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This documentation remains in a beta state. It has content gaps and might contain bugs.

Aggregation functions

Aggregate functions use the GROUP BY clause to group sets of values into subsets.

Group By

Use the GROUP BY clause as an identifier, ordinal, or expression.

Identifier

SELECT gender, sum(age) FROM accounts GROUP BY gender;
gender sum (age)
F 28
M 101

Ordinal

SELECT gender, sum(age) FROM accounts GROUP BY 1;
gender sum (age)
F 28
M 101

Expression

SELECT abs(account_number), sum(age) FROM accounts GROUP BY abs(account_number);
abs(account_number) sum (age)
1 32
13 28
18 33
6 36

Aggregation

Use aggregations as a select, expression, or an argument of an expression.

Select

SELECT gender, sum(age) FROM accounts GROUP BY gender;
gender sum (age)
F 28
M 101

Argument

SELECT gender, sum(age) * 2 as sum2 FROM accounts GROUP BY gender;
gender sum2
F 56
M 202

Expression

SELECT gender, sum(age * 2) as sum2 FROM accounts GROUP BY gender;
gender sum2
F 56
M 202

COUNT

Use the COUNT function to accept arguments such as a * or a literal like 1. The meaning of these different forms are as follows:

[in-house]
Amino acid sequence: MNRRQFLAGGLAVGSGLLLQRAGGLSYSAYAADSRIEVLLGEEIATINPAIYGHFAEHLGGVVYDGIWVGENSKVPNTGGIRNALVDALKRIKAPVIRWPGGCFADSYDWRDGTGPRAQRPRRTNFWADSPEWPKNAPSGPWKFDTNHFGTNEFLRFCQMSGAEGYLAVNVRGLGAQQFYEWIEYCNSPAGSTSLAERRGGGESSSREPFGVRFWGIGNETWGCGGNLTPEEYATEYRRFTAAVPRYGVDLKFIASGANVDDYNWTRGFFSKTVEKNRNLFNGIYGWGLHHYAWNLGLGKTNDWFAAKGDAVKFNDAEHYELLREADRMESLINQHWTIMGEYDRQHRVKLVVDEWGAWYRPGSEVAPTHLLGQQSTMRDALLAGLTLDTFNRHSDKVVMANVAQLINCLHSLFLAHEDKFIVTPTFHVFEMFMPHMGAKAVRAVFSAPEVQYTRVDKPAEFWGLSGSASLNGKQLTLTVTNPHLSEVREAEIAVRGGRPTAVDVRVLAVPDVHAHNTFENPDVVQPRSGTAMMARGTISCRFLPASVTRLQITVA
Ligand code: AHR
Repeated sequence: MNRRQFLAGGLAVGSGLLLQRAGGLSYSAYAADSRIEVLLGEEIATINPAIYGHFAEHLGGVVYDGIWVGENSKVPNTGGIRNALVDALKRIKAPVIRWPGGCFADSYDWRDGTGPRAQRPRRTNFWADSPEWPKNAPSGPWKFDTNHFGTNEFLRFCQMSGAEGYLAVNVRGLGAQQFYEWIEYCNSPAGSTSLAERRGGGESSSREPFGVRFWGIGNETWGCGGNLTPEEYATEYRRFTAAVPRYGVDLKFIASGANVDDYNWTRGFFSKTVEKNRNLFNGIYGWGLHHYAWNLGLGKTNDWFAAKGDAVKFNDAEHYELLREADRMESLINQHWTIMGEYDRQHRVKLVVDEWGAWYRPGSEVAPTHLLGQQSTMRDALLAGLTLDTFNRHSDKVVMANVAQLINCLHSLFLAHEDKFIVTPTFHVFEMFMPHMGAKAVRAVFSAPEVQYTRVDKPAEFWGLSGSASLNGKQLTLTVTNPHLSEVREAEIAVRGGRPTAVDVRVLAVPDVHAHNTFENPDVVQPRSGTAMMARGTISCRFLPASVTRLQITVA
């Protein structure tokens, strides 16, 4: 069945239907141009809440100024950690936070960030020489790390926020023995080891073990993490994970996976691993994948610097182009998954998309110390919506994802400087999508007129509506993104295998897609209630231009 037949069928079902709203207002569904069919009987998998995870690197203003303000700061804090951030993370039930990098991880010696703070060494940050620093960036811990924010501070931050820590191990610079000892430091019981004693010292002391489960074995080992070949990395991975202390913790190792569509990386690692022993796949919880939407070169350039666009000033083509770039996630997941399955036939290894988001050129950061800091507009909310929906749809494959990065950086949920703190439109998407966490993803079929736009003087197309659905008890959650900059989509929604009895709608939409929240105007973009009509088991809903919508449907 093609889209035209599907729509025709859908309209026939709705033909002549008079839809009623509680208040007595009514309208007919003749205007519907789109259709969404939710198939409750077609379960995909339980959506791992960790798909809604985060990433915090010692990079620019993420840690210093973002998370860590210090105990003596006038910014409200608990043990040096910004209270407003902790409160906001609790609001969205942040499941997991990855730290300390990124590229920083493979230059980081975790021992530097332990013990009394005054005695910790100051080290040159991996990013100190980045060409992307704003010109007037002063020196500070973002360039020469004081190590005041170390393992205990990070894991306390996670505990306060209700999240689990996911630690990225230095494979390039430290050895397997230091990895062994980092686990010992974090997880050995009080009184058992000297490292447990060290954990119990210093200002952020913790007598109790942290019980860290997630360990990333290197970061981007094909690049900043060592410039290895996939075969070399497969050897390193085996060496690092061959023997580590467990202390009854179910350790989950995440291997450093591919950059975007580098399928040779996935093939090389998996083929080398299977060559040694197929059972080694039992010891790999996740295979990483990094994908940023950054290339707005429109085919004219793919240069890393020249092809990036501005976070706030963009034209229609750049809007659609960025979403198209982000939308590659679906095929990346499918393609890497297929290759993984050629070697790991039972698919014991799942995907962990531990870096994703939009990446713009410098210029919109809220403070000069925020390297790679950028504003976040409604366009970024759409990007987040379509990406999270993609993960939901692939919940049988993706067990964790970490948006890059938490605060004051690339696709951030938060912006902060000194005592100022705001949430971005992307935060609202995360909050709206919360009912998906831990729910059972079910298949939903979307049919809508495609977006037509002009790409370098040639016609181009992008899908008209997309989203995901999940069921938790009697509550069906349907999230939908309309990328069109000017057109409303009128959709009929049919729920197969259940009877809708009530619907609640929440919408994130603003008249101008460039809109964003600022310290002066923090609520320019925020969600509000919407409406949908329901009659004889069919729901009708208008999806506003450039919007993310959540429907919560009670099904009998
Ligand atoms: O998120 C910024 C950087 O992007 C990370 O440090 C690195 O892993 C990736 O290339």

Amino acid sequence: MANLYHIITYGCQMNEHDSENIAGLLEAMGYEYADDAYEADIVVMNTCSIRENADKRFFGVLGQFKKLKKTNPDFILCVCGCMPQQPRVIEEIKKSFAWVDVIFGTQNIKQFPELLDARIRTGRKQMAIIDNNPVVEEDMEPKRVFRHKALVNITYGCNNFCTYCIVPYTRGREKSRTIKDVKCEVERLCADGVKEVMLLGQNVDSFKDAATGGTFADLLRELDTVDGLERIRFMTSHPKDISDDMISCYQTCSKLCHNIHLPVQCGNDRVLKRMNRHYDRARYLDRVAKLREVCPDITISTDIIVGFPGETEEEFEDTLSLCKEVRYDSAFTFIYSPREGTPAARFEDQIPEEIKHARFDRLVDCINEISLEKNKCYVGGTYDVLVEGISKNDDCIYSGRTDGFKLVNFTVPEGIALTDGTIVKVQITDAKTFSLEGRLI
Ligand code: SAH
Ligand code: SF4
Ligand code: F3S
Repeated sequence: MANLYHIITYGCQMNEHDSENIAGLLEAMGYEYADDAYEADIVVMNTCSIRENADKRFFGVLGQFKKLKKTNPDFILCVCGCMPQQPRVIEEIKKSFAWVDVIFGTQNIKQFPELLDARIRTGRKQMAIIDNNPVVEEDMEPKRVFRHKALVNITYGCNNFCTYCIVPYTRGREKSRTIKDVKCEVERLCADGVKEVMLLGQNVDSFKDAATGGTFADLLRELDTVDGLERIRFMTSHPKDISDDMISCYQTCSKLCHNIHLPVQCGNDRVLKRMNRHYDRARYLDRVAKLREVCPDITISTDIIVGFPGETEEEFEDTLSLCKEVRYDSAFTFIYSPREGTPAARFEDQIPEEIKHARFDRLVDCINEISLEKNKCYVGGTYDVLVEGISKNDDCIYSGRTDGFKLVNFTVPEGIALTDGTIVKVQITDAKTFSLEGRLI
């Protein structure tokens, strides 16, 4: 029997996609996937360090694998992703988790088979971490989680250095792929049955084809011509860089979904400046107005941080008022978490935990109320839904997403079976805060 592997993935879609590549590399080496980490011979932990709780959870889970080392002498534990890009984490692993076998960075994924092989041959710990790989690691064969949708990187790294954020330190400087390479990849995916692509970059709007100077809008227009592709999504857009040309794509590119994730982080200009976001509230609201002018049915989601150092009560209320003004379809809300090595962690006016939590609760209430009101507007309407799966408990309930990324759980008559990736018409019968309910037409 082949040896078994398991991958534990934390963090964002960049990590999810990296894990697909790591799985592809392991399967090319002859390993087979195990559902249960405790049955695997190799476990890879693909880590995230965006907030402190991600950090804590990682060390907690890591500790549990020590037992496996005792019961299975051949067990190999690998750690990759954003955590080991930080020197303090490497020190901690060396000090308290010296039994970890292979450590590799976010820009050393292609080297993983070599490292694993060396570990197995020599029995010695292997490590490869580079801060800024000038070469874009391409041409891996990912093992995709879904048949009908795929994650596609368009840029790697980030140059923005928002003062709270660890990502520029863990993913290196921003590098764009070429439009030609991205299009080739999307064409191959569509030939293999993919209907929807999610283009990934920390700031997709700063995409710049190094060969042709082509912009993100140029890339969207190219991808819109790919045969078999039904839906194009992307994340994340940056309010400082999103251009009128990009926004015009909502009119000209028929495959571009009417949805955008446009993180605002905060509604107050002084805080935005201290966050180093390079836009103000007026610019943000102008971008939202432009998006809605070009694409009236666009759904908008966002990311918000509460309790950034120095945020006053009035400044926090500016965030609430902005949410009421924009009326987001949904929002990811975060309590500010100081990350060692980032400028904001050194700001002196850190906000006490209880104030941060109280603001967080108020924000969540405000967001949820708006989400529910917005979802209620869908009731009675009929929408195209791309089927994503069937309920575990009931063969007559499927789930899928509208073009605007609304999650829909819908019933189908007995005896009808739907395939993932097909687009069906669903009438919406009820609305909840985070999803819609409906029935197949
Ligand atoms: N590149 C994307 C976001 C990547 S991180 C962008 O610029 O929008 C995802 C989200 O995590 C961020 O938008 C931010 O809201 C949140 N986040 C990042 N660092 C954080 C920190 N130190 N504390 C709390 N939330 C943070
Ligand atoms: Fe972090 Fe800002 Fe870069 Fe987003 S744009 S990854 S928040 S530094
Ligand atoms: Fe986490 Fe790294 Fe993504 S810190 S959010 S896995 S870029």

• COUNT(field) - Only counts if given a field (or expression) is not null or missing in the input rows.
  • COUNT(*) - Counts the number of all its input rows.
  • COUNT(1) (same as COUNT(*)) - Counts any non-null literal.

Having

Use the HAVING clause to filter out aggregated values.

HAVING with GROUP BY

You can use aggregate expressions or its aliases defined in a SELECT clause in a HAVING condition.

We recommend using a non-aggregate expression in the WHERE clause although you can do this in a HAVING clause.

The aggregations in a HAVING clause are not necessarily the same as that in a select list. As an extension to the SQL standard, you’re not restricted to using identifiers only in the GROUP BY list. For example:

SELECT gender, sum(age)
FROM accounts
GROUP BY gender
HAVING sum(age) > 100;
gender sum (age)
M 101

Here’s another example for using an alias in a HAVING condition.

SELECT gender, sum(age) AS s
FROM accounts
GROUP BY gender
HAVING s > 100;
gender s
M 101

If an identifier is ambiguous, for example, present both as a select alias and as an index field (preference is alias). In this case, the identifier is replaced with an expression aliased in the SELECT clause:

HAVING without GROUP BY

You can use a HAVING clause without the GROUP BY clause. This is useful because aggregations are not supported in a WHERE clause:

SELECT 'Total of age > 100'
FROM accounts
HAVING sum(age) > 100;
Total of age > 100
Total of age > 100